Fingerprinting: 131 years old and just getting warmed up￼
New developments in fingerprinting have always come from Canada
While evidence suggests fingerprinting was used for identification purposes during China’s Qin Dynasty (~300 B.C.), the first documented use of fingerprinting for law enforcement was in 1891 by Juan Vucetich, head of the bureau of Anthropometric Identification at the Central Police Department in La Plata, Argentina.
After that, it only took 20 years for the RCMP to set up the Fingerprint Bureau in 1911. Three years later, in 1914, North America’s first forensic lab opened in Montreal. The then-revolutionary facility inspired many others to build their own, including the US Bureau of Investigation, which later became the FBI. In 1924, they opened an Identification Division for accepting and collecting fingerprints for law enforcement services across the country.
Since then, fingerprints have been the cornerstone of forensic science and the easiest way to catalog people suspects or inmates, keep records of public employees and perform security checks on private citizens.
And this doesn’t seem to be changing, despite the significant strides in forensic and identification science related to DNA.
“I have long thought fingerprinting will become obsolete when law enforcement agencies stop maintaining fingerprint databases and concentrate on DNA databases,” says Simon A. Cole, professor of criminology and law at the University of California at Irvine. “That has not happened yet.”
And according to Professor Jennifer Mnookin, former dean at the UCLA School of Law, it probably won’t any time soon.
“Human gene editing or biochips may eventually change our idea of the human self in meaningful ways, but fingerprint evidence is about something much more mundane: was this body, this finger, this person at the scene of the crime? For this reason, it is likely to remain important.”
Today another Canadian organization is changing fingerprint technology
On a recent episode of Vanguard Radio, host J. Richard Jones sat down with Paul Guindon, CEO of Commissionaires Ottawa, one of 15 Commissionaires divisions of the only not-for-profit private security organization in Canada. It was formed in 1925 as an employer of veterans upon their return from WW1.
The bulk of their discussion centred on the next iteration of taking, cataloging, and using fingerprints.
“Around 2006, the RCMP was experiencing huge backlogs in processing ink and roll fingerprints,” said Mr. Guindon. “It was taking weeks or sometimes months to get feedback on a set of fingerprints. They decided on technology as a way to address this, chose Commissionaires to pilot the project and made us the first company to be certified outside of the RCMP to offer digital fingerprints.”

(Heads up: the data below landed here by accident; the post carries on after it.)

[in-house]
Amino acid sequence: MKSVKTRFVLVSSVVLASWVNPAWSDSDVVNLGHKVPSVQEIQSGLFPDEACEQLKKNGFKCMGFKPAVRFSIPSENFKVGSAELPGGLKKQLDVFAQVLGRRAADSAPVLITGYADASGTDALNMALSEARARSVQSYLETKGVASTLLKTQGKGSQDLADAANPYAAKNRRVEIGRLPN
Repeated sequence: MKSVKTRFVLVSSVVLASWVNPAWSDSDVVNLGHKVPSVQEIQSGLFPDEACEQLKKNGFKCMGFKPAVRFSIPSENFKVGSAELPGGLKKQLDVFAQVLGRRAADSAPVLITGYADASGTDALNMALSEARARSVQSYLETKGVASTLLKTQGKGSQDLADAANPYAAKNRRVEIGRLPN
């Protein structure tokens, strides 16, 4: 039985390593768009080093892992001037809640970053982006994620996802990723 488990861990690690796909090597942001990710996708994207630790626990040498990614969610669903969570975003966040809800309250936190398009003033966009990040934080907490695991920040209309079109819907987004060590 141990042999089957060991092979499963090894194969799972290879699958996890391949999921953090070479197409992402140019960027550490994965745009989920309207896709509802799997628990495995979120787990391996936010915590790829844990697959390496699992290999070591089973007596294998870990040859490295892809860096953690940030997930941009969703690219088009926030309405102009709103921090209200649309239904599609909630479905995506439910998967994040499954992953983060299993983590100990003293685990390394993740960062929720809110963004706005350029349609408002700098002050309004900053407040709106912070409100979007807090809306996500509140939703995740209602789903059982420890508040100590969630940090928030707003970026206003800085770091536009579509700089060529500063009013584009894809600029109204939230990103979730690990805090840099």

Instead of traditional ink and roll fingerprinting that was the default way to collect fingerprints up to that point, Commissionaires rolled out digital fingerprint technology that processed a full set of prints in about 15 minutes. But more than that, it could immediately be run through the entire RCMP database and return results within hours versus weeks or months.
It was a huge success across the board, and especially in the private sector.
In the past, with background checks potentially taking multiple weeks to complete, employers and their new hires could get stuck in holding patterns with unfortunate consequences on both sides. The employer might have had to operate short-staffed until the background check cleared. And the new hire would have had to wait that much longer to start working, which would have been a bigger problem had they very much needed to start earning money.
The Commissionaires approach to fingerprinting solved all those problems at once, and the RCMP wasted no time getting behind the company.
Today, Commissionaires has over a hundred digital fingerprinting systems deployed across 50 offices in most major cities in every province and territory.
Commissionaires wins by staying ahead
Recognizing that consumers expect the option to have anything come to them, Mr. Guindon created a mobile fingerprinting service he now regularly sends to university campuses and large companies.